Manchester United fans will remember the Ander Herrera circus at the end of the summer 2013 transfer window. Trying to get a quick deal done for the Spaniard, Manchester United were met by a flat refusal from Athletic Club Bilbao, who wouldn’t accept an offer equal to Herrera’s buyout clause.

That left Manchester United trying to find another way to do the deal quickly, but there simply wasn’t enough time to get around the situation and Herrera stayed where he was.

Pictures emerged from Spain of lawyers rushing through streets trying to help Manchester United get a deal done and there was much mockery. The law firm involved was Laffer, and Sport Witness spoke to them at the time, learning of a frustration from their side about the situation.

Laffer are experienced in dealing with Spanish buyout clauses, it was reported in Spain that Manchester United weren’t. Not only that, the new regime at the Premier League club were inexperienced in transfers, and received criticism in the Bilbao press.

Far from it being a bunch of lawyers and agents trying to get a slice of a deal and ultimately killing it, Laffer were said to have received an apology from Manchester United after the incident.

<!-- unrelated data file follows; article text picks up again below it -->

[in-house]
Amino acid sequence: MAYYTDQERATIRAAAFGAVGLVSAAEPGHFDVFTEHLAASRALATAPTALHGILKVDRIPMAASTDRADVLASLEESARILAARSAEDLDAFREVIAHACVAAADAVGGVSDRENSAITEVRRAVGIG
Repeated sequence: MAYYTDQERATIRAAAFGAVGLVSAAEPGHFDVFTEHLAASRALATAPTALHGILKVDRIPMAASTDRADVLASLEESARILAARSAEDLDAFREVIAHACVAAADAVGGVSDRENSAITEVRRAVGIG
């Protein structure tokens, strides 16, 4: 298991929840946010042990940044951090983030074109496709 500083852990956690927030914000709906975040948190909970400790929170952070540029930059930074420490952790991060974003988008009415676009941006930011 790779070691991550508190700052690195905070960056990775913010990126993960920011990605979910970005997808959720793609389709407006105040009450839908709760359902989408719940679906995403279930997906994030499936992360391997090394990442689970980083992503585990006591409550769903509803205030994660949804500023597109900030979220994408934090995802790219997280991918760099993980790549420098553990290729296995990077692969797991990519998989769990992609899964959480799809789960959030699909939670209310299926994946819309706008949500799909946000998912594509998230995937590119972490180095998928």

The next summer Manchester United were better prepared for battle and managed to sign Herrera without paying a huge sum of tax on top of the deal.

Often when Spanish buyout clauses are in the media, the threat of a huge tax bill is suggested. That comes from a player having to pay the amount himself if a club refuses to accept a transfer offer equal to the clause amount.

A buying club would then pay the money to the player and have to deal with the worry of an income tax bill of up to 48% on the amount. For someone like Antoine Griezmann that would make a transfer prohibitive given his clause is €100m.

There were ways around this, and clubs have succeeded in finding them before, but careful planning was needed. It’s not something a club could rock up and do on deadline day.

Last October brought a change. To put it in its simplest terms, Spain’s General Directorate of Taxes passed a resolution which meant a player wouldn’t be liable for tax in a situation such as that detailed above.

Expansion quote Jorge Pecourt, a partner at a specialist law firm, explaining the change: “From this moment on the transfer market has changed positively for buying clubs and negatively for those who were not willing to negotiate the transfer of their players, relying on the termination clause and the tax toll that came with their payment.”

The Spanish authorities wished to stop selling clubs using the tax threat to make transfers more complicated. After all, the whole point of compulsory buyout clauses is to give footballers a certain level of freedom.

A player paying his clause direct is now actually the route with least tax burden, because IVA (VAT) isn’t due on the fee either, the payment being exempt.

Should Manchester United make a move for Griezmann this summer, and be willing to pay his release clause, the new rules have made things a lot easier.